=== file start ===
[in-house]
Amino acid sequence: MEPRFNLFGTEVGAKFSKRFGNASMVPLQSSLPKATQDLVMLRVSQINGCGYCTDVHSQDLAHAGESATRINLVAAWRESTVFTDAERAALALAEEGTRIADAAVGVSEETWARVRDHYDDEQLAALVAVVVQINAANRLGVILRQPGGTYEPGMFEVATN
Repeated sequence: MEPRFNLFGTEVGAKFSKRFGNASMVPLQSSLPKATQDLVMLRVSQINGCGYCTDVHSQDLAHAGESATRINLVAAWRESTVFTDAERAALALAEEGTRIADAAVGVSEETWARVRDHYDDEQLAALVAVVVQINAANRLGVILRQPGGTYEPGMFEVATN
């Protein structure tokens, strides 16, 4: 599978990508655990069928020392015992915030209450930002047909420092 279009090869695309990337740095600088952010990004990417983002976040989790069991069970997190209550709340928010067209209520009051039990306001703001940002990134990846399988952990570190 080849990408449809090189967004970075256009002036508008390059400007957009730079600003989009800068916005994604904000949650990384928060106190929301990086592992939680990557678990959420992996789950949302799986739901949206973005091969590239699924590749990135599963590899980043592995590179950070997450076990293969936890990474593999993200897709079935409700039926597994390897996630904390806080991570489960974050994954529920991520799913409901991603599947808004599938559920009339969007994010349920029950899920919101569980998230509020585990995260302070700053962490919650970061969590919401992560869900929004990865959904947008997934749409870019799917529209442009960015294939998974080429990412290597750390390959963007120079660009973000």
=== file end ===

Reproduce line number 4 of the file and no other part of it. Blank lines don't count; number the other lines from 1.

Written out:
């Protein structure tokens, strides 16, 4: 599978990508655990069928020392015992915030209450930002047909420092 279009090869695309990337740095600088952010990004990417983002976040989790069991069970997190209550709340928010067209209520009051039990306001703001940002990134990846399988952990570190 080849990408449809090189967004970075256009002036508008390059400007957009730079600003989009800068916005994604904000949650990384928060106190929301990086592992939680990557678990959420992996789950949302799986739901949206973005091969590239699924590749990135599963590899980043592995590179950070997450076990293969936890990474593999993200897709079935409700039926597994390897996630904390806080991570489960974050994954529920991520799913409901991603599947808004599938559920009339969007994010349920029950899920919101569980998230509020585990995260302070700053962490919650970061969590919401992560869900929004990865959904947008997934749409870019799917529209442009960015294939998974080429990412290597750390390959963007120079660009973000």